Let me say now, it was deserted and I was only partway drunk.
He was a down-on-his-luck lunatic,
standing there on the offramp at midnight.
We were just outside a town I’d never understand,
my wife somewhere inside it,
cleaning out the chicken coop of her head,
rearranging the crossed wires of her failing intuition.
For once, I was able to look at a man like that
and understand the prospect of having nowhere to go
but a burning need to get there.
I killed the engine.
Got a beer? he asked
as I opened the car door.
No, but I got a car, I said.
He appraised the dark heap that had urged me
toward every stupid turn I’d spent the years taking.
It’s ugly, he said, noting a windshield crack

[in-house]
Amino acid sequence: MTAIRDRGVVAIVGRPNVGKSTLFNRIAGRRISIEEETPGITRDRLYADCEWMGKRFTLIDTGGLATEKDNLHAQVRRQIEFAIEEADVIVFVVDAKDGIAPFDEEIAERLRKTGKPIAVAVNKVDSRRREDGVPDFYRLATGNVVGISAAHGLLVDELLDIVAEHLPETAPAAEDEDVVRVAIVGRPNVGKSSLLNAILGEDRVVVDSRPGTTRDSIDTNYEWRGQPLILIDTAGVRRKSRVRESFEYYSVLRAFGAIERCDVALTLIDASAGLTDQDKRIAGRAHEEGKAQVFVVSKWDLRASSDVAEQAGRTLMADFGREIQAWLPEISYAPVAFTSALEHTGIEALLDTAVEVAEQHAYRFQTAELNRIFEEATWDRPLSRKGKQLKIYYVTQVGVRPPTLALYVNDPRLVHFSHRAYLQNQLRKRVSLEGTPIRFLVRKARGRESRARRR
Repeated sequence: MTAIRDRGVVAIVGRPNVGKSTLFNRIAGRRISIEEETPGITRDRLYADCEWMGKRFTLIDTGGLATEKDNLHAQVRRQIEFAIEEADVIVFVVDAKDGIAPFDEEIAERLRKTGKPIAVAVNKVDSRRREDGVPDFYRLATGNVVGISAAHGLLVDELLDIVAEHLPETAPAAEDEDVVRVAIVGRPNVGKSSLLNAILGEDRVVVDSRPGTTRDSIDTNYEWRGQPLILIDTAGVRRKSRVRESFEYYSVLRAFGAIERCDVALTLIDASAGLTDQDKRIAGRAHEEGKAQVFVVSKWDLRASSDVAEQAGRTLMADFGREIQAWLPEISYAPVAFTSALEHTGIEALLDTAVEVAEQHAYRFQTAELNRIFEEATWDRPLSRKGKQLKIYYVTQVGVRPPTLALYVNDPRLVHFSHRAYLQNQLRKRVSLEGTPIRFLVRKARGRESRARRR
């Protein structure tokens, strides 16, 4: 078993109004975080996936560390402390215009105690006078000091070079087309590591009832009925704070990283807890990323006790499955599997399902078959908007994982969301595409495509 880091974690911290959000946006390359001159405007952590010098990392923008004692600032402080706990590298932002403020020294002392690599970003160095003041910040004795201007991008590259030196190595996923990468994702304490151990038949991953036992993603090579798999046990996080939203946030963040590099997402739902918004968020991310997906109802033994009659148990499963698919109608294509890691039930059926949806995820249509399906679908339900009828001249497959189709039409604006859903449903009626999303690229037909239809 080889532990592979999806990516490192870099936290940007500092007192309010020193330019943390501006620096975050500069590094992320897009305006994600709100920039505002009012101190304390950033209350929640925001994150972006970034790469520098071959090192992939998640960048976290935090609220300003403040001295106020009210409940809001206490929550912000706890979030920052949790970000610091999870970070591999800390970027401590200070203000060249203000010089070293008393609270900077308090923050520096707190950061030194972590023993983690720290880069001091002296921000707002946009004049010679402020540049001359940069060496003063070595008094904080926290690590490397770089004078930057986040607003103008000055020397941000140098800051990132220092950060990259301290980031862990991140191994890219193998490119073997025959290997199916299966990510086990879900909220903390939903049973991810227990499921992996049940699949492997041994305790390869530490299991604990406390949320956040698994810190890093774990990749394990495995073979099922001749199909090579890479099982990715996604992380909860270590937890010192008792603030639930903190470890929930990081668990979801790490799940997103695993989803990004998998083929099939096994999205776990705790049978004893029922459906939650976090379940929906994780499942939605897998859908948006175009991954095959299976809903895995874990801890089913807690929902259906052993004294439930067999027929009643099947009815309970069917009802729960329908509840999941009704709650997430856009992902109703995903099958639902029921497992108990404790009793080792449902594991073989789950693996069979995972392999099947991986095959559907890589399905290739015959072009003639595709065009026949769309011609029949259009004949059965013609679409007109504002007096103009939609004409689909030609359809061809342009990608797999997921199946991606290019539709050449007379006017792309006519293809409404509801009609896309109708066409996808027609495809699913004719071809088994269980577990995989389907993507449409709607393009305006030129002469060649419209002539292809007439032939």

so fierce it made seeing out nearly impossible.
Yeah, but it’s yours, I said.
He looked at me with the kind of lottery-ticket look
you see on TV, when winning feels more wrong than losing.
Let me say now, standing there
watching my own taillights bob off into the dark
was the beautiful, cursed sensation I’d been aiming for all day.
Then I was a puzzle piece in the California night,
nothing in my hand but a cigarette,
nothing to do but wait for somebody to come along
and tell me what a fool I’d spent my life being.